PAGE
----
Blog: "If we're going to bring these things up, there will be a mirror shining on each of us"
Updated: May 20
“They’re cocksuckers and I fuckin hate em. And I wish I could see them out in the street” -- that’s how Councilman Harry J. Griffin referred to fellow Charleston City Councilmembers (or members of the Commission of Equity, Inclusion & Racial Conciliation -- Griffin has not clarified).
After Griffin himself suckled at the tit of White supremacy and failed to go all the way with the Overton Report -- a group instrumental in December 5’s protest to “Take Back Charleston” -- the group exposed Griffin for his hypocrisy.
It was perplexing to watch several City Councilmembers make excuses for Griffin, eschew discussion on his activities that run counter to the CEIRC mission, and imply that his mistake was merely getting caught.
When the CEIRC convened on December 8, 2020, Councilwoman Marie Delcioppo warned (in regards to discussing Griffin’s actions): If we’re going to start to bring these things up, we also gotta know that there will be a mirror shining on each and every one of us.
Is this not the point of a council focused on equity? To shine the mirror on one’s beliefs, attitudes and actions in order to develop an awareness of how we uphold the institution of White supremacy in our own, seemingly harmless, ways? Ways that would embarrass us if juxtaposed with our flaccid black boxes and hashtags?
Delcioppo waxed nostalgic about how Charleston used to be…that grace and elegance and acceptance, implying that the issue of racial inequity in Charleston might simply be solved if those who hate the hate stop hating.
White supremacy, however, is not only propagated by overt acts of racism, of visceral hatred; on a more regular basis, it is maintained by acceptance...of allowing gentrifiers to lay claim to streets they were once afraid to walk down, to call death squads in fear of their neighbors who lived in their homes before they were born, that bursts into tears when met with critique, that holds on to trauma in the name of tradition -- lines from a poem co-written by Charleston poet laureate Marcus Amaker and Asiah Mae, commissioned by Mayor John J. Tecklenburg upon the removal of the Calhoun monument.
The mission of the CEIRC as stated on their website is to focus on the creation of measurable outcomes, promotion of greater accountability, and coordination of community wide efforts to achieve racial equity in our community.
What does that really mean?
It means breaking up with White supremacy (with which Charleston has been in a long-term, mutually beneficial relationship with since the city’s inception) and repairing harm caused by the institution of slavery -- harm that we living, breathing, hoping White South Carolinians did not originate, but for which we are responsible.
It is clear that several CEIRC members have been ready to move forward with dismantling racist structures in Charleston while others are searching for ways to remain neutral.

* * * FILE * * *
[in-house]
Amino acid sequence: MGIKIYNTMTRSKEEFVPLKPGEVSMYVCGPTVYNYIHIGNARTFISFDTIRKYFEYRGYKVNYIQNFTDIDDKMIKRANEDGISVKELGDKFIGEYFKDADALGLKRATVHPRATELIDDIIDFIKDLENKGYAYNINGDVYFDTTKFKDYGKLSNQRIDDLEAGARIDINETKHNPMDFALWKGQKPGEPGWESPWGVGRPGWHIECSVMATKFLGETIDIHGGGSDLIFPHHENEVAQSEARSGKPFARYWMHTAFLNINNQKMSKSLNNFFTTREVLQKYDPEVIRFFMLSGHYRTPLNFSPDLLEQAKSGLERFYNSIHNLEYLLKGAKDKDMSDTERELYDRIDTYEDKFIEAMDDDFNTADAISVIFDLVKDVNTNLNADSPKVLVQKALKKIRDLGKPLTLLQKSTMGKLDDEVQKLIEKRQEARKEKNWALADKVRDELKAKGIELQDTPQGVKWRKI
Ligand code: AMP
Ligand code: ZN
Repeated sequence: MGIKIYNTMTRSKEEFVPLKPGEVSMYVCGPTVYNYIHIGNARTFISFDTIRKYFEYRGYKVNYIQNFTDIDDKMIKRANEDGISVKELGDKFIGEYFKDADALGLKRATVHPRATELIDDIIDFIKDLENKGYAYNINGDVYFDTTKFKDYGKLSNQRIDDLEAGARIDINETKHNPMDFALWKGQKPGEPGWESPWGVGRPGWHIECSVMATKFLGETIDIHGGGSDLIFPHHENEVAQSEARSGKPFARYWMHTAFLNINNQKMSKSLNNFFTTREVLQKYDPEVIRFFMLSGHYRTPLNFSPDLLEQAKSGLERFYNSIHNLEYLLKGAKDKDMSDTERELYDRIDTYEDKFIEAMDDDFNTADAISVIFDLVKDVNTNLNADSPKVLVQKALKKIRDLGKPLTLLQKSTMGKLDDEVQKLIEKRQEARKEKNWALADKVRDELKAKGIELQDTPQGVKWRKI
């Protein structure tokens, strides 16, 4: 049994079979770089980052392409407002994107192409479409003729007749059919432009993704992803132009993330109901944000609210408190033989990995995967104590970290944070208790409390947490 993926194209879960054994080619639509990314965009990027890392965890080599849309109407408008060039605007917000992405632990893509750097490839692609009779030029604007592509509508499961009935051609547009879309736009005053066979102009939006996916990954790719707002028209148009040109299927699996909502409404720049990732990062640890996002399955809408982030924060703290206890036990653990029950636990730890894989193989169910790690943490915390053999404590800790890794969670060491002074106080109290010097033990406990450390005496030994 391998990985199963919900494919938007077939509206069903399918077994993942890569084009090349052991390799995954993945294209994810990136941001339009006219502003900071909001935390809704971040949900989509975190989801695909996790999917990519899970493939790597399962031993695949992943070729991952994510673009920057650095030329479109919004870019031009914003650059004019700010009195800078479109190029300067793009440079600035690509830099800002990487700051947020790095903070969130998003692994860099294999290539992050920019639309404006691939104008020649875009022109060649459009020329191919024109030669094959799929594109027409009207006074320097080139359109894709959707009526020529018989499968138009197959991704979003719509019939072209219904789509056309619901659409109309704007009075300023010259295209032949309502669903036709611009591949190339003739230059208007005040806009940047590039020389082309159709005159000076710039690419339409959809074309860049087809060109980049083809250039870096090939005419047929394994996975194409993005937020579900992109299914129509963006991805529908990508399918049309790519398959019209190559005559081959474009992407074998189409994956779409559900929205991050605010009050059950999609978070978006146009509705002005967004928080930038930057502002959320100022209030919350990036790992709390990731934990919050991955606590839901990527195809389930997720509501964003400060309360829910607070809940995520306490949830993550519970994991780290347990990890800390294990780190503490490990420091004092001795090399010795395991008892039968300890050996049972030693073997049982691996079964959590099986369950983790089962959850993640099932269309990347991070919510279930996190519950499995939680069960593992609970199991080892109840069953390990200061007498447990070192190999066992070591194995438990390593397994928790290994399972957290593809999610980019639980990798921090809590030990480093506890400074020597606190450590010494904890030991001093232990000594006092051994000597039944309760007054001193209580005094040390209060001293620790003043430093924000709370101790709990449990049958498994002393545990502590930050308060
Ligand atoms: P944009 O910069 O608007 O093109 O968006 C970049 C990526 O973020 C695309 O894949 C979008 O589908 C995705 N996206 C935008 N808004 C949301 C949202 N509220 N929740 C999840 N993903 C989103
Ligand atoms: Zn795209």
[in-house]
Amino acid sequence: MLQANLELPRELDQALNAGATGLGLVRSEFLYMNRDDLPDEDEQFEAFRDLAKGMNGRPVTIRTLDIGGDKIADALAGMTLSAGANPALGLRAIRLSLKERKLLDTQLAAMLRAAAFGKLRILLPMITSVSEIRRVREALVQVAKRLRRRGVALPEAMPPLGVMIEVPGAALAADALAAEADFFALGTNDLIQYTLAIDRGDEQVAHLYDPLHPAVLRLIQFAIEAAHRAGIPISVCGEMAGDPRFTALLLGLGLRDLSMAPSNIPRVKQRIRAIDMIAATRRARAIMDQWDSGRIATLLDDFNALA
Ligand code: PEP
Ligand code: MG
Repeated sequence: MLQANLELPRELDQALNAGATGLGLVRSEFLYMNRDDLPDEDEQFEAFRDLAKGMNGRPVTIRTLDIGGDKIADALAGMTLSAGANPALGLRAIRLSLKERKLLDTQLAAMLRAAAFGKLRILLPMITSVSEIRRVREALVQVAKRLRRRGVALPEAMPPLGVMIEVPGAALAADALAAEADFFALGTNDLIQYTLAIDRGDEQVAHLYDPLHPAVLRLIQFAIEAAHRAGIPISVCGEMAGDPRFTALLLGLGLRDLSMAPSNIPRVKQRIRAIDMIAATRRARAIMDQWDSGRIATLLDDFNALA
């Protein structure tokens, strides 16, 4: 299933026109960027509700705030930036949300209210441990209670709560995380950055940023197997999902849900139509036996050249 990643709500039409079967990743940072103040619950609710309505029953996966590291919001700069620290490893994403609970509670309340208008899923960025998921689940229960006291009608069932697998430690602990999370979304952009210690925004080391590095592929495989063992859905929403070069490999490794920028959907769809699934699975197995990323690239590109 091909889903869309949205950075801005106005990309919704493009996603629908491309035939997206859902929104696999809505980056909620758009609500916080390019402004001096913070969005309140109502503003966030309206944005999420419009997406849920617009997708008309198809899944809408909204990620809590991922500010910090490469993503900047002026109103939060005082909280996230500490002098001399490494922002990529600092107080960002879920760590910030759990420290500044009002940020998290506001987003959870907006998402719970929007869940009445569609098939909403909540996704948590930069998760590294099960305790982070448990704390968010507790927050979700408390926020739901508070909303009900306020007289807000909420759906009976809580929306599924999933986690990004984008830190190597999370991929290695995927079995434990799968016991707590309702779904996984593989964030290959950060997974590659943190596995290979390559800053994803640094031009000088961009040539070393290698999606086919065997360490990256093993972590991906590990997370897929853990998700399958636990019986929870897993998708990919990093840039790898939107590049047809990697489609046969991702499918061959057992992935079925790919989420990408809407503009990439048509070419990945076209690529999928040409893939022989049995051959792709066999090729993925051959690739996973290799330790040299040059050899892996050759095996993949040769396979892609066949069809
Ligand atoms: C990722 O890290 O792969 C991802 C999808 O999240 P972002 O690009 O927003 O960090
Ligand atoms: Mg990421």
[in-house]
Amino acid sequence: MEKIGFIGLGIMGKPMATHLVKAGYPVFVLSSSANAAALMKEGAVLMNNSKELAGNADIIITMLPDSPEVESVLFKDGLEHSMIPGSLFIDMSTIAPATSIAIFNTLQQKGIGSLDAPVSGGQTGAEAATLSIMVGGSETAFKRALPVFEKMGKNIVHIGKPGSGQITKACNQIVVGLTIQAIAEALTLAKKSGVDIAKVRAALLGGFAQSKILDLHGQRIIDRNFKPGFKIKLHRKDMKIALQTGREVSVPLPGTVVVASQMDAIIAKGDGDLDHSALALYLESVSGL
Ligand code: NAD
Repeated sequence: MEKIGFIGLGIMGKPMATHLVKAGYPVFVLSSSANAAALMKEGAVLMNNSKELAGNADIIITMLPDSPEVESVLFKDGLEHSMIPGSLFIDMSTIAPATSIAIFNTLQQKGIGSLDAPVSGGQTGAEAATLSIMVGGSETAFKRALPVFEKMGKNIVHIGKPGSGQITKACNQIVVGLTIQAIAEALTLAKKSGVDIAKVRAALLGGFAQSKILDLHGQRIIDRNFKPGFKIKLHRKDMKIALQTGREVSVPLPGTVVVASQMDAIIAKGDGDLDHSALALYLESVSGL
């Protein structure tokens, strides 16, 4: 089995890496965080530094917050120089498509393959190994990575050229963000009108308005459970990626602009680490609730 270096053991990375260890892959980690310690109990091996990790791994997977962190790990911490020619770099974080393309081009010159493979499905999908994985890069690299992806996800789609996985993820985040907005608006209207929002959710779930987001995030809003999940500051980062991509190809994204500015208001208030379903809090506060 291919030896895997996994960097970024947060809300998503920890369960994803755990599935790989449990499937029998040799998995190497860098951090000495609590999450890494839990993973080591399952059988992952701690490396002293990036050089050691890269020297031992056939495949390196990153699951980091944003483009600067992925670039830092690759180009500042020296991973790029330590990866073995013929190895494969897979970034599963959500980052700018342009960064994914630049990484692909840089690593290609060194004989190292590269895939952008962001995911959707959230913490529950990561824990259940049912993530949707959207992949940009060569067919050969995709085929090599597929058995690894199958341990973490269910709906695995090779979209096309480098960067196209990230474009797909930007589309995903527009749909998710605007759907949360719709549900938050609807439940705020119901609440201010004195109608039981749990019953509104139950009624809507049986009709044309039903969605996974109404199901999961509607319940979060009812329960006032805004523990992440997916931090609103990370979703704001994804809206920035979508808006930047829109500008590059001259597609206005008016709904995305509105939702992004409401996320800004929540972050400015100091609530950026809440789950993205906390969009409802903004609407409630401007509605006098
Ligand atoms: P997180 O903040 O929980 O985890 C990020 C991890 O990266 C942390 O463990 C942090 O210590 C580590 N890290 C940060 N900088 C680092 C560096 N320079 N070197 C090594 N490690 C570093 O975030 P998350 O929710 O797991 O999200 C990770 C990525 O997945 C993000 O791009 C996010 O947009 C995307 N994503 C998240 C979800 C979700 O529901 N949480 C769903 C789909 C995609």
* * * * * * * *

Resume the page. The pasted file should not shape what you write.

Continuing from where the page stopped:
Those who facilitate equity work will be quick to dispel the myth of neutrality. Dr. Beverly Daniel Tatum uses the metaphor of a conveyor belt in the airport to differentiate between active and passive racism: Active racist behavior is equivalent to walking fast on the conveyor belt. The person engaged in active racist behavior has identified with the ideology of White supremacy and is moving with it. Passive racist behavior is equivalent to standing still on the walkway. No overt effort is being made, but the conveyor belt moves the bystander along to the same destination as those who are actively walking...Unless they are walking actively in the opposite direction at a speed faster than the conveyor belt -- unless they are actively anti racist -- they will find themselves carried along with the others.
City Councilmembers should know that we will not achieve equity in the City of Charleston by standing still and waiting for it to appear in a ninety-day timeframe.
Several Councilmembers seem more concerned with visitors retreating to their hotels (during a pandemic), than sitting in the discomfort that is a co-requisite of having productive discussions of equity, inclusion and racial conciliation -- discussions that have a deadline and that will have consequences on their own constituents.
How can you yearn for the Charleston that used to be and sit on a commission whose work will inevitably problematize that very history?
#CharlestonStrong, unity hand chains, decorated plywood, and presidential quotes on benches may convince White Charleston that they 'did a thing' in response to racial violence, but those actions don't venture past virtue signaling, and barely scratch the surface of the equity work required to repair the harm that has persisted for generations in Charleston.
Many will be satisfied with Griffin’s removal from the CEIRC. Regardless of his status, the City Council and the CEIRC must hold the mirror to each other and themselves. Confront the shadow that no one talks about, the shadow, that Marcus Amaker decries, forces me to inform you of its presence, just for you to pretend you don’t know it looms.
If we are not actively dismantling the racist structures that built and sustain this city, then we are complicit. City Councilmembers on the CEIRC -- do you dare to look in the mirror? Do you dare to hold it up to each other while moving forward with the work you have been tasked to lead? Or at the end of your ninety days to develop an action plan, will you just be another empty gesture to those depending on your leadership?